The days on which Jiang Cheng shows up at Nie Mingjue’s place unhappy and tightly wound are increasing in frequency and Nie Mingjue hates it.
He loves that Jiang Cheng still comes to him—clearly thinks of him as safe—but he doesn’t want Jiang Cheng to be unhappy at all.
Or at the very least he wants Jiang Cheng to finally say what has him so down all the time.
Nie Mingjue decides that it’s enough when Jiang Cheng shows up four days in a row. That has never happened and Nie Mingjue really doesn’t like to see it and for once he doesn’t think he’s going to acknowledge Jiang Cheng’s need for privacy. Clearly whatever it is that leaves Jiang Cheng this unhappy needs to come out.
So the next time Jiang Cheng shows up, Nie Mingjue refuses to let him sit on the couch.
“What are you doing?” Jiang Cheng demands to know and steps to the side, trying to get past Nie Mingjue to get access to the couch.
“You’re not allowed to sit until you finally let it all out,” Nie Mingjue tells him and quickly moves to the other side of the couch, almost throwing himself between Jiang Cheng and it.
“I don’t want to talk about it,” Jiang Cheng hisses and crosses his arms in front of his chest.
“Well, tough luck, because either you’ll talk or there will be no more ice cream for you,” Nie Mingjue threatens and Jiang Cheng gapes at him.
“You wouldn’t do that,” he whispers but Nie Mingjue shrugs.
“Just try me,” he gives back, and for all the bravado he puts on right now, he’s not entirely sure he could say no to Jiang Cheng should push come to shove.
“Why are you so mean to me?” Jiang Cheng whines, and Nie Mingjue thinks that he’s not that far away from stomping his foot like a child.
“I’m not mean. It has to come out eventually. Just go back to the door, leave all your inhibitions there for at least one evening and then just lay it on me. I bet you would love to rant,” Nie Mingjue says and Jiang Cheng blinks at him.
He does it for long enough that Nie Mingjue gets really worried about him, but then Jiang Cheng turns around and goes back to the front door.
Nie Mingjue doesn’t hear it open or close, so at least Jiang Cheng doesn’t outright leave and two minutes later Jiang Cheng comes back.
“Okay fine,” he snaps out. “I’ll rant.”
And then he does. He gets started on his parents, but he doesn’t really stop there. He rants about Wei Wuxian and Jiang Yanli as well as about Lan Wangji and Wen Qing before he circles back to his parents.
And oh boy, does he have a lot to say about them. Nie Mingjue always thought that Jiang Cheng’s biggest problem is with his father, but going by what Jiang Cheng is almost yelling out right now, his mother is not really that much better.
After a while most of Jiang Cheng’s rant gets repetitive, but Nie Mingjue guesses that he has to let it all out for once. It seems like it’s been a really long time that he carried this around for and Nie Mingjue thinks a few repetitions can be excused.
But that gives him time to watch Jiang Cheng and despite knowing that this is serious and that he should pay attention to the words, he can’t help but to smile slightly.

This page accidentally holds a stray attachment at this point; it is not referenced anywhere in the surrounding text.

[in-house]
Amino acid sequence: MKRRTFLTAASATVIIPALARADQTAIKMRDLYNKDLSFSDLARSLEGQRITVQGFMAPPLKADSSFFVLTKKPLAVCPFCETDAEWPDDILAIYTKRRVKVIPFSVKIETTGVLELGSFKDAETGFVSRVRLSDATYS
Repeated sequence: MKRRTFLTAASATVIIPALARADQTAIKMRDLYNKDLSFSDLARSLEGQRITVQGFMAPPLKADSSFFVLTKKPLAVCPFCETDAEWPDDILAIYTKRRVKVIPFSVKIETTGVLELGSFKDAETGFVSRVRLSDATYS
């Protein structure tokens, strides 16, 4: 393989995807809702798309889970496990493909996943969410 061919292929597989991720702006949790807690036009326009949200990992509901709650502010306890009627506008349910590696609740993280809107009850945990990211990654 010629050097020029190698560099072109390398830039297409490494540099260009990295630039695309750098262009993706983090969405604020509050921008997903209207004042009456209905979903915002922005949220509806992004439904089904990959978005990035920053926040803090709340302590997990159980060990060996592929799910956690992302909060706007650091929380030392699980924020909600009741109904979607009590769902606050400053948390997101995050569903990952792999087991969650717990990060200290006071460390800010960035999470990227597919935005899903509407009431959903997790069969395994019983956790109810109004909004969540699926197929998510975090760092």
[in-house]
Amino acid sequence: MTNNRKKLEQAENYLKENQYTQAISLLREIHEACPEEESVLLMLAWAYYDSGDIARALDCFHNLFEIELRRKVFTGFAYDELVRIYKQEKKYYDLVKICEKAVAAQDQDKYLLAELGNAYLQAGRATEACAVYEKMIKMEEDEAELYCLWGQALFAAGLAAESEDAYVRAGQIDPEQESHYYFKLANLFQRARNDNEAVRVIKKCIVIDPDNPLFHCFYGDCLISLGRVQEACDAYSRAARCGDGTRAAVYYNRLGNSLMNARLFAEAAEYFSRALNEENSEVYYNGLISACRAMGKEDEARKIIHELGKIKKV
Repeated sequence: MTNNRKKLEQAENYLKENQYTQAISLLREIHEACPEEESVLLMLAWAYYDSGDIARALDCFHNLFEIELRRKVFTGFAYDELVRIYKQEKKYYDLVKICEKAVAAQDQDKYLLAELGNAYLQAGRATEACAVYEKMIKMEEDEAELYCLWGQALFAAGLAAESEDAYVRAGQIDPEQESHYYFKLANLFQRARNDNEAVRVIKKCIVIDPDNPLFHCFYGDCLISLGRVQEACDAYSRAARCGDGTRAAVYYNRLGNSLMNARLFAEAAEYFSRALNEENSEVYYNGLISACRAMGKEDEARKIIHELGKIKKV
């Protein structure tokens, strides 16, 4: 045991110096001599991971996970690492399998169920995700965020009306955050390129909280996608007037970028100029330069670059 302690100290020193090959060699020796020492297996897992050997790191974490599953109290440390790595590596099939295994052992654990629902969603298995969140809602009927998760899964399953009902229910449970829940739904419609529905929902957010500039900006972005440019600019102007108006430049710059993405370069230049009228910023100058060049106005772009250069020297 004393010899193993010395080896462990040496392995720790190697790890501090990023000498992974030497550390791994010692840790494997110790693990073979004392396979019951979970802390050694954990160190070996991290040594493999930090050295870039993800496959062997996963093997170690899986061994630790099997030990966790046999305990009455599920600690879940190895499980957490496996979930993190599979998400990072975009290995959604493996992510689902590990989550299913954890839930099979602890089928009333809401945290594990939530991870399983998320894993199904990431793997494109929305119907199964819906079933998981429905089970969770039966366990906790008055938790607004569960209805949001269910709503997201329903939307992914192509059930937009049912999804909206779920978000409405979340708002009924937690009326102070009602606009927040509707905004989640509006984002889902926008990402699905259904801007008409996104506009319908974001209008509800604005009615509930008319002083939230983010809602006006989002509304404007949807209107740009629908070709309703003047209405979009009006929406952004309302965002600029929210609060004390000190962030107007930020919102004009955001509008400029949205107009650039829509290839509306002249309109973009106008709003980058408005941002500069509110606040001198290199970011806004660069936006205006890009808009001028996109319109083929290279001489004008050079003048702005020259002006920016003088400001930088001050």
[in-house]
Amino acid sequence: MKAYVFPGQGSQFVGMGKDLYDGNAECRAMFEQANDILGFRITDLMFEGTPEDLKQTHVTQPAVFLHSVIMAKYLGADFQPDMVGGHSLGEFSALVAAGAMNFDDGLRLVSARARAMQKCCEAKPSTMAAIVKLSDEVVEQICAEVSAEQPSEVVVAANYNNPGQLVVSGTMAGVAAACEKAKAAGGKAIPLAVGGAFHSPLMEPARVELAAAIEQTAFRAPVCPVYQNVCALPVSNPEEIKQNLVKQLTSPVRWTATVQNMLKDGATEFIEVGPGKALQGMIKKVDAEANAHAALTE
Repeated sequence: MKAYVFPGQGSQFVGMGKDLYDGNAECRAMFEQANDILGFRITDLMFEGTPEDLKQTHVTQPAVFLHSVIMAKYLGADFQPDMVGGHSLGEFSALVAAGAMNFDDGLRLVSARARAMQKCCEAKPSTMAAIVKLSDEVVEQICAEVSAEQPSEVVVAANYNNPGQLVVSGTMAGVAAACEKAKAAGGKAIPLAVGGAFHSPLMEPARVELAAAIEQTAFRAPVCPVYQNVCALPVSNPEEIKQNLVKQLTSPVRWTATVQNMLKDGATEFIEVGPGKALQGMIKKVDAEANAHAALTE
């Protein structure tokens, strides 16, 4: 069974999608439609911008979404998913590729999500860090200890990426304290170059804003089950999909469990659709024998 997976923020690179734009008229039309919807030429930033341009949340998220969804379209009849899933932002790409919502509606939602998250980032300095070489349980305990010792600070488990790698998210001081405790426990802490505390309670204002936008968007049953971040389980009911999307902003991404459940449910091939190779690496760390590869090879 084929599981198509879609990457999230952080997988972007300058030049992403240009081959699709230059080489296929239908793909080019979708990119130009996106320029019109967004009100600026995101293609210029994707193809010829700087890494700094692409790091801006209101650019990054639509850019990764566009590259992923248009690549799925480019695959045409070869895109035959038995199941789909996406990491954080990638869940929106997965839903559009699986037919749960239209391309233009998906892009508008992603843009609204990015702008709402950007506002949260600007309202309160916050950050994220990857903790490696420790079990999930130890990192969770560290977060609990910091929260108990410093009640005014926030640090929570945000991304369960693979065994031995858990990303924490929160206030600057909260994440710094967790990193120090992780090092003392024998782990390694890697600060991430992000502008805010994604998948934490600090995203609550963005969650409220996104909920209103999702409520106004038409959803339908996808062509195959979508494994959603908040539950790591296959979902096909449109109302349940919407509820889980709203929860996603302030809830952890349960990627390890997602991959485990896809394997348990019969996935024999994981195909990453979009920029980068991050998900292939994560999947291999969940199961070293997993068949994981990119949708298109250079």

Jiang Cheng is pacing in front of the couch and he’s so animated, his hands just flying around in gestures as he recalls his parents’ many faults and Nie Mingjue finds it helplessly adorable.
“What the fuck are you smiling at?” Jiang Cheng yells at him eventually and Nie Mingjue tries to school his face into something more serious, but of course it’s already too late.
“Nothing, it’s not a funny situation, I know that,” he tries to reassure Jiang Cheng but it doesn’t seem to work all that well because Jiang Cheng narrows his eyes at him before he points an accusing finger at Nie Mingjue.
“No,” he decides. “You know what? You said just let it all out. Fine. Here’s another thing,” Jiang Cheng says and takes a deep breath. “I’m goddamn in love with you, so when the hell will you finally notice that, huh? You’re almost as dense as Wei Wuxian was with Lan Wangji and really, how is that even possible?”
The words almost ring out in the living-room and Nie Mingjue can only blink in surprise.
This is really not a turn he expected out of this.
“I see,” he says and gets up and Jiang Cheng doesn’t back down at all so they end up chest to chest. “I love you, too,” Nie Mingjue then simply says and watches as Jiang Cheng swallows at his declaration.
“You could have said,” he accusingly says and scoffs. “It would have made a lot of things easier.”
“You could have said, too,” Nie Mingjue gives back and Jiang Cheng glares at him.
“I have been flirting for months now,” he hisses and shoves Nie Mingjue right back down onto the couch. “Months, Mingjue, and you didn’t even notice once.”
He sits astride Nie Mingjue’s lap as he speaks and puts his arms on his shoulders while Nie Mingjue is helpless against putting his hands onto Jiang Cheng’s waist.
And what a waist it is.
“You didn’t try this,” Nie Mingjue gives back with a smile and Jiang Cheng looks like he can’t decide if he wants to get up and leave or if he wants to kiss him.
Nie Mingjue doesn’t let him think about it for too long, because he leans up and claims Jiang Cheng’s lips in a kiss.
“We are going to do this over and over again,” Jiang Cheng decides and Nie Mingjue smiles at him.
“I think that’s what you typically do with a boyfriend, yes,” he agrees and kisses the blush on Jiang Cheng’s cheeks.
Jiang Cheng seems like he’s going to protest, but Nie Mingjue silences him with another kiss.
He wonders how long Jiang Cheng will let him get away with that and he’s very excited to find out.